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American Airlines announced on Aug. 16 that it has made an agreement with aerospace company Boom Supersonic to purchase 20 of Boom’s Overture aircraft, with an option for an additional 40. American, the largest airline in the world, has already paid a non-refundable deposit on the initial 20 aircraft.
With this latest deal, Overture’s commercial order book stands at 130 aircraft, which also includes purchases and options from United Airlines and Japan Airlines.
Boom Supersonic is developing Overture to be the world’s fastest and most sustainable supersonic airliner. Overture will carry 65 to 80 passengers “at twice the speed of today’s fastest commercial aircraft,” will run on 100 percent sustainable aviation fuel, and will be capable of flying Mach 1.7 over water and Mach 0.94 over land, with a 4,250-nautical-mile range (with full payload).
In July, the company unveiled the final production design of Overture, and is aiming to begin production in 2024. Earlier this year, Boom confirmed its selection of the Piedmont Triad area for its first Overture Superfactory. The supersonic airliner is slated to roll out in 2025 and carry its first passengers by 2029.
American Airlines said Overture would introduce “an important new speed advantage” to its fleet. The aircraft is being designed to fly more than 600 routes around the world in as little as half the time.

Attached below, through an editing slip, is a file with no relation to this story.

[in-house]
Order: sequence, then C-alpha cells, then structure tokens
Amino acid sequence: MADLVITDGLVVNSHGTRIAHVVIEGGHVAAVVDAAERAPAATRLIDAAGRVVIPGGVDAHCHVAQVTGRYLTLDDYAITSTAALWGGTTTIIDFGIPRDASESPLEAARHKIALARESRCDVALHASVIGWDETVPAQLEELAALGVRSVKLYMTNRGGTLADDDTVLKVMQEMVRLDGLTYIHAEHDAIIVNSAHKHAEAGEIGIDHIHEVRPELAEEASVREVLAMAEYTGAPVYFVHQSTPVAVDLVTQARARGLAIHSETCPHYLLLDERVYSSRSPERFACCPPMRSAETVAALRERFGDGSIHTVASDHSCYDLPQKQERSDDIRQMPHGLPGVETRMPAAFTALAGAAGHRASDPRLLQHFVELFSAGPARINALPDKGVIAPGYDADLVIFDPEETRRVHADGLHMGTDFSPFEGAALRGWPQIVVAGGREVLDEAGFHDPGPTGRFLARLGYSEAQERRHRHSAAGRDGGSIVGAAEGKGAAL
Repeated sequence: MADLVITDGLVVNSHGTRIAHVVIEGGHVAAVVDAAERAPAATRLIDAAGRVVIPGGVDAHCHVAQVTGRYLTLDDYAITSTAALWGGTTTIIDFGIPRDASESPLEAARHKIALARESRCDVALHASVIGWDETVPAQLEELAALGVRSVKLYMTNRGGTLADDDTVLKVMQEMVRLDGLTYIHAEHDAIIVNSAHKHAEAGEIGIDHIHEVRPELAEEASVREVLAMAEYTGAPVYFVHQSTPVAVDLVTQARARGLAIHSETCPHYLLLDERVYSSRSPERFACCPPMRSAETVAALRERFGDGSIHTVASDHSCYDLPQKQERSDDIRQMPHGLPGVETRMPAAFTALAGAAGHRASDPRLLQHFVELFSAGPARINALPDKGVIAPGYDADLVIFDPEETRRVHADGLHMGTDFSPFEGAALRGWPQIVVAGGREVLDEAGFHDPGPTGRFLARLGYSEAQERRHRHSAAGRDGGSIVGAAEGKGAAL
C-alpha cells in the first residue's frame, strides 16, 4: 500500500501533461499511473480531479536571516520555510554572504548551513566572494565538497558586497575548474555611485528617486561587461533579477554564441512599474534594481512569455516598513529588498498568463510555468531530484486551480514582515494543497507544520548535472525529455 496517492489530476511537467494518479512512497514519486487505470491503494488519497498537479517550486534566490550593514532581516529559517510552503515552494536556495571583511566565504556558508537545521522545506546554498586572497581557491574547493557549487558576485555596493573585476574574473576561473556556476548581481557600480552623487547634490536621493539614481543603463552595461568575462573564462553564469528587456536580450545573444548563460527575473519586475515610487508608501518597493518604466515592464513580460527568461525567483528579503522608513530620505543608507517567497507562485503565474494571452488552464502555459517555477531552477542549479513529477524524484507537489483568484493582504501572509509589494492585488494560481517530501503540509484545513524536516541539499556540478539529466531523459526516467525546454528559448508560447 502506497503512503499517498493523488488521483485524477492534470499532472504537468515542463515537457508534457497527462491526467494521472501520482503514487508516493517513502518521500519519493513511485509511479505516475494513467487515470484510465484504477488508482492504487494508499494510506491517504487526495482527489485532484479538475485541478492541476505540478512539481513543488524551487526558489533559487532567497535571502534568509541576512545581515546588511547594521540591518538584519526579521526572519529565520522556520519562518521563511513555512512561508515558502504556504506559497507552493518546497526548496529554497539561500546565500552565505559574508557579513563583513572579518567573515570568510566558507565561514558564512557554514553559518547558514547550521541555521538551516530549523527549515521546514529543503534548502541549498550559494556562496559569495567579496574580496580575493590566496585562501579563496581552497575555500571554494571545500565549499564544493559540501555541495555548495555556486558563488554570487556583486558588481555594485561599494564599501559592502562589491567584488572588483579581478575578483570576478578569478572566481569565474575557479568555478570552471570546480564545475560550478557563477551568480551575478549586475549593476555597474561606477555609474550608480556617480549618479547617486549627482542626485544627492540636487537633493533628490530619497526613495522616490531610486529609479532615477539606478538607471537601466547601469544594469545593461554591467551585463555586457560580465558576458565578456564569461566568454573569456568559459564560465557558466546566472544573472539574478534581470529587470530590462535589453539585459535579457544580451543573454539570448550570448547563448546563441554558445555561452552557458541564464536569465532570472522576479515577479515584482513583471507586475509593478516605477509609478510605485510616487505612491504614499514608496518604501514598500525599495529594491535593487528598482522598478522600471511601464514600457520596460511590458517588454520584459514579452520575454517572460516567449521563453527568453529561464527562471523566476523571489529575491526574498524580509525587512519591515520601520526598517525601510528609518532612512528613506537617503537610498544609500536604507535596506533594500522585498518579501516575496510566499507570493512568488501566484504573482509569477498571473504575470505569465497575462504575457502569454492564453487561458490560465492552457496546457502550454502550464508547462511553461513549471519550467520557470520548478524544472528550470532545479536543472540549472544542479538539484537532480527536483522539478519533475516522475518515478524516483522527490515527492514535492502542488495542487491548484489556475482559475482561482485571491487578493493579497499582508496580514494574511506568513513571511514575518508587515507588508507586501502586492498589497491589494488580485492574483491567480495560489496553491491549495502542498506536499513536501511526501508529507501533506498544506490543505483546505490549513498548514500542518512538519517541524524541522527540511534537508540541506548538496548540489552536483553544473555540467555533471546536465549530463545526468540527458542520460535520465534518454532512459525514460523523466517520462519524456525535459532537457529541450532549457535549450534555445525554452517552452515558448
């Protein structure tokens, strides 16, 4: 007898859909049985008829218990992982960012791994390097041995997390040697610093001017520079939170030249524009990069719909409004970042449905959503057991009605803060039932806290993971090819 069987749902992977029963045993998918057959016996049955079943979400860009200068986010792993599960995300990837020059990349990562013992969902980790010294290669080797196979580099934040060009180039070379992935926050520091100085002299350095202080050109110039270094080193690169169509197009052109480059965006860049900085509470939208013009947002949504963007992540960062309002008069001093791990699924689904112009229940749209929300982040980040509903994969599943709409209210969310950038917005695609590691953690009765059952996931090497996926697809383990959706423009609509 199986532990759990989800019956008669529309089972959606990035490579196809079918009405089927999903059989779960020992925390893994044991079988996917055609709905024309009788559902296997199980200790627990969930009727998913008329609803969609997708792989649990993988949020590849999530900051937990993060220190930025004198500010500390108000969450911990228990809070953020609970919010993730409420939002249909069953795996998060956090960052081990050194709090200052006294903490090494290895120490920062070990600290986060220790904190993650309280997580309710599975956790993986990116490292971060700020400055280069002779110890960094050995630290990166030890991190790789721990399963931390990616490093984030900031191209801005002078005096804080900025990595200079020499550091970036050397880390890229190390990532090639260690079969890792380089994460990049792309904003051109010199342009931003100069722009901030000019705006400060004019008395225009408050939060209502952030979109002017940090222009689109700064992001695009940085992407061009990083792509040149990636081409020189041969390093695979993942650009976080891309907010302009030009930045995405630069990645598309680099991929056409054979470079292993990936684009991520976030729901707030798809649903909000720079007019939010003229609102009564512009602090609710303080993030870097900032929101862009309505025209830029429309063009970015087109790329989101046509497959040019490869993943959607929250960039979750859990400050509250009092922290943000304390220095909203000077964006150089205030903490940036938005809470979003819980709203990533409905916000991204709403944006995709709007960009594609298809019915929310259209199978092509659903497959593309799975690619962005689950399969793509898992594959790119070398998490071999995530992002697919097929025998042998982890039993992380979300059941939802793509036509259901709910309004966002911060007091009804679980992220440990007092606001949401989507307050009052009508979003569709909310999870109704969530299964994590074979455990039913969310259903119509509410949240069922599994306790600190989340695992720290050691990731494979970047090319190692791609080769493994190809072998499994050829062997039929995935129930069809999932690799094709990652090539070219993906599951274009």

However, before the delivery of any Overture aircraft, “Boom must meet industry-standard operating, performance, and safety requirements, as well as American’s other customary conditions” as part of the deal, an American Airlines press release states.
According to Boom, Overture will be powered by four wing-mounted engines, which are designed to both reduce noise and lower costs for operators. The aircraft’s gull wings — which span 106 feet – are sculpted to both enhance supersonic performance and improve subsonic and transonic handling.
In order to minimize drag and maximize fuel efficiency at supersonic speed, Boom designed Overture’s fuselage with a larger diameter toward the front of the aircraft and a smaller diameter toward the rear.
As for Overture’s supply chain, Boom has partnered with Collins Aerospace, Eaton, and Safran Landing Systems, which will supply key systems such as landing gear, fuel and inerting systems, avionics, and ice protection.
In addition to Overture serving the civil market, Boom announced in July that it has partnered with Northrop Grumman to develop special mission variants of Overture for the U.S. government and its allies.